Suez: Navigation of vital shipping lane suspended
Navigation through the Suez Canal has been officially suspended after attempts to refloat the container ship wedged across a single-lane stretch of the narrow shipping lane failed.
Admiral Osama Rabie, Chairman and Managing Director of the Suez Canal Authority (SCA) declared this morning that no vessels would be allowed to pass through the canal “until the floatation works of the large Panamanian container vessel EVER GIVEN […] are complete”.
The MV Ever Given was reportedly hit by high-speed winds that spun the vessel sideways and run it aground early on Tuesday morning. The container ship is one of the largest in the world at 400 metres long, able to carry around 20,000 Twenty-Foot Equivalent Units (TEU). Owned by Taiwan-based Evergreen Marine Corp., it was transporting freight from China, bound for Rotterdam in the Netherlands.
More than a dozen vessels have been forced to drop anchor in the Bitter Lakes. A statement for the SCA said: “Yesterday witnessed the transit of 13 vessels from Port Said, among the Northern convoy, that were expected to continue their transit through the Canal according to projections on the time of completion of the floatation works of the grounding vessel. However, an alternative scenario had to be adopted, which entailed those vessels dropping anchor in the Bitter Lakes waiting area, until navigation can be fully resumed after the floatation of the vessels.”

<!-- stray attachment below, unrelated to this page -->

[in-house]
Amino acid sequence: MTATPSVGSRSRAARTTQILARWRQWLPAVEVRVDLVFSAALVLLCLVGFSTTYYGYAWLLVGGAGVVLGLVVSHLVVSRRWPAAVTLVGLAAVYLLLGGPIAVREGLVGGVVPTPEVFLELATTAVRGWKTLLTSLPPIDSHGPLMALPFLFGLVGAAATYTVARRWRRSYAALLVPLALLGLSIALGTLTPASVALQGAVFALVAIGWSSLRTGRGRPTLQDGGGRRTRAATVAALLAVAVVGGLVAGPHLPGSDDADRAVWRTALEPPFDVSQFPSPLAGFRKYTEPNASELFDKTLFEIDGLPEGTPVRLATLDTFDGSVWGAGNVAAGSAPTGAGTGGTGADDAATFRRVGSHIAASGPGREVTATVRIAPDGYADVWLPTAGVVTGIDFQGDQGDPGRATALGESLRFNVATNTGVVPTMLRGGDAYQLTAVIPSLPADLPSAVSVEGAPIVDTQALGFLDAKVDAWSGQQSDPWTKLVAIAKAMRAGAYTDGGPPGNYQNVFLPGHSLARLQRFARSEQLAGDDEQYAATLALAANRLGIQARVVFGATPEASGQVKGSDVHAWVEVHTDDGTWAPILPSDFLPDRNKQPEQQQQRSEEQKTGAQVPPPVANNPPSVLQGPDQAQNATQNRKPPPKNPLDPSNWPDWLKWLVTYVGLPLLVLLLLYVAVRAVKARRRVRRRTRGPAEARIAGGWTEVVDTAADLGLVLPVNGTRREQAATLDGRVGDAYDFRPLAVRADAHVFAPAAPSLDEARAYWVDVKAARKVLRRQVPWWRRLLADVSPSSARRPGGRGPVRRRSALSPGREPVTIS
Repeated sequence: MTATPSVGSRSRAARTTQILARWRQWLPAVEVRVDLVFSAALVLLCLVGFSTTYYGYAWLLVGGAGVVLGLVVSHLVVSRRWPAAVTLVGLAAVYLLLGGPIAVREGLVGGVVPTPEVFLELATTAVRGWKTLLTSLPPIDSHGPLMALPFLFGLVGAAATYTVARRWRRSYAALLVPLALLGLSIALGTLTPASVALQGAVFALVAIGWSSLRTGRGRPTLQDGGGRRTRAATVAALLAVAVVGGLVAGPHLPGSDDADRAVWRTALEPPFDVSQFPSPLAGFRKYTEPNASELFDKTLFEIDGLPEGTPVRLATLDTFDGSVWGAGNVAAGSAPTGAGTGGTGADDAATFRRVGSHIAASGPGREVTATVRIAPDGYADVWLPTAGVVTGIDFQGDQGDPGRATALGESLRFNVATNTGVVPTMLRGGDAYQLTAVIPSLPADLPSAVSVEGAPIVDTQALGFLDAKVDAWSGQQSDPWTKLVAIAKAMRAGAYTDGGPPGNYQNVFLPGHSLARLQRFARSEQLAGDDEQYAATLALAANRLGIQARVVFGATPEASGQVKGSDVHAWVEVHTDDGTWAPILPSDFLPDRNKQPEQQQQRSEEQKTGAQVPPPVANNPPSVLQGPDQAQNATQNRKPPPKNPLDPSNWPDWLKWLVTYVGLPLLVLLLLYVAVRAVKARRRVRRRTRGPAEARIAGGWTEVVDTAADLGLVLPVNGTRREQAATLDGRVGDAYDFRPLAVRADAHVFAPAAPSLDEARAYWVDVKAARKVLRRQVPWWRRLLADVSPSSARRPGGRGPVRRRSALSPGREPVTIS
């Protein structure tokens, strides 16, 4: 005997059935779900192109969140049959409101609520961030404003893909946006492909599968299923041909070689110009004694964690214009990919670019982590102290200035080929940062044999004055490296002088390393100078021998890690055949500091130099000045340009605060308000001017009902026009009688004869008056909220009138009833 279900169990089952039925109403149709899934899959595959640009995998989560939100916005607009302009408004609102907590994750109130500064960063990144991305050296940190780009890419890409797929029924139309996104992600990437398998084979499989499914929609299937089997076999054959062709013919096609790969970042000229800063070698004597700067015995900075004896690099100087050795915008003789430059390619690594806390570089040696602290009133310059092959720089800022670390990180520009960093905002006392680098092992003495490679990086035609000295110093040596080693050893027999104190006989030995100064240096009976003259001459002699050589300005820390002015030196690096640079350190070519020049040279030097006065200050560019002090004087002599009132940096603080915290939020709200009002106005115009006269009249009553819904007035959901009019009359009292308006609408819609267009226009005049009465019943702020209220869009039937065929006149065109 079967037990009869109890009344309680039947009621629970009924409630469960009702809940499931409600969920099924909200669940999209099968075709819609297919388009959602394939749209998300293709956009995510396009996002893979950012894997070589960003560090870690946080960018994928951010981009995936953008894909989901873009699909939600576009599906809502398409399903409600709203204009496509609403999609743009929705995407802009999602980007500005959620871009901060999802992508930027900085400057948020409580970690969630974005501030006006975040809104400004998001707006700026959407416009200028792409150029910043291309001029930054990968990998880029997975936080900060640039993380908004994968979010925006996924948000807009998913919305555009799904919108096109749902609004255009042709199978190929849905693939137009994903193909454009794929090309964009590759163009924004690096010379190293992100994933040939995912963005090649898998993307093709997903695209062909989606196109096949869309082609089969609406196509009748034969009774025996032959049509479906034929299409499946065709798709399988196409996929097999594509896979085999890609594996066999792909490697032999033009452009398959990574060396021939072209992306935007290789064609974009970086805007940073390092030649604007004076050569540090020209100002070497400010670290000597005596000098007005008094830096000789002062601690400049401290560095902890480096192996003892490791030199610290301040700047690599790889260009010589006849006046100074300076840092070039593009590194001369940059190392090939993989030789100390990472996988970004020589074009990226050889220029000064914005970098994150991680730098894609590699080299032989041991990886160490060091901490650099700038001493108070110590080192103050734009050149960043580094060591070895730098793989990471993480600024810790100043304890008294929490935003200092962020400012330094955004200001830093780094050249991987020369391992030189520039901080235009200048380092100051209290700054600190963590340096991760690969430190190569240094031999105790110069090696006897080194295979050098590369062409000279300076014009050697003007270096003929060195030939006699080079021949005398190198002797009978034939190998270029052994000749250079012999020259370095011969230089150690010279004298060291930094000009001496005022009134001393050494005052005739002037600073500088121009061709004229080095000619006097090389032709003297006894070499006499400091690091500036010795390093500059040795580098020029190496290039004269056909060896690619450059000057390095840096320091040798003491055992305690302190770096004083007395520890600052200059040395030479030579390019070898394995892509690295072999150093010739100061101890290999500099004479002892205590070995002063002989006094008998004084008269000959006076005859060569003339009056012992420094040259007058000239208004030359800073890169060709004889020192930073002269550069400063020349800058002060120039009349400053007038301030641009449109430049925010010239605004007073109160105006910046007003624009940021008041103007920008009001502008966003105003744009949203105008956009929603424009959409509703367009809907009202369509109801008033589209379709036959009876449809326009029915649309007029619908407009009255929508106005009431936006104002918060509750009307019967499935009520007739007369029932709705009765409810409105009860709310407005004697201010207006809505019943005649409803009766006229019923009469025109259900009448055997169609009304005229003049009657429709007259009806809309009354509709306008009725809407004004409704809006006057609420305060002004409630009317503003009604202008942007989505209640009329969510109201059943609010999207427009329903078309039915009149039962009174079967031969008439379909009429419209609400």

It is believed at least 150 vessels have been delayed at either end of the canal. Attempts to push the wedged container ship back into deep water have so far failed. Eight large tugboats - the most powerful of which has a towing power of 160 tons - resumed their attmepts on Thursday morning, following a short overnight break at low-tide. Diggers are attempting to release the ship from the banks of the canal, though they have so far been unable to excavate enough soil. If the current efforts to dislodge the Ever Given fail, authorities fear an unloading exercise could potentially take weeks.
The blockage could have a major impact on global supply chains. On average, two ships an hour pass through the manmade strait.
Ian Stone, CEO, Vuealta, says supply chain and logistics professionals impacted by the blockage will need to evaluate the longterm ramifications. “The key with the Suez situation is the ability for the cargo ships behind Ever Given to make decisions and forecast outcomes,” he says. “What is the impact to my end customer if this is longer than 2 days? What additional costs will we incur by re-routing via the Cape? Is there a weather event on the alternative route that would mean we would be better to stay put for longer and see this through?. The outcomes can impact cost, service, waste and time, all expensive commodities, so the right decisions need to be made by scenario modelling the drivers in real time.”
Images: Suez Canal Authority
DHL Claim Multi-Sector Collaboration Key to Fighting COVID
Since January, global logistics leader DHL has distributed more than 200 million doses of the COVID vaccine to 120+ countries around the globe. While the US and UK recently rolled out immunisation plans to most citizens, countries with less developed infrastructure still desperately need more doses. In the United Arab Emirates (UAE), which currently has one of the highest per-capita immunisation rates, the government set up storage facilities to cover domestic and international demand. But storage, as we’ve learned, is little help if you can’t transport the goods.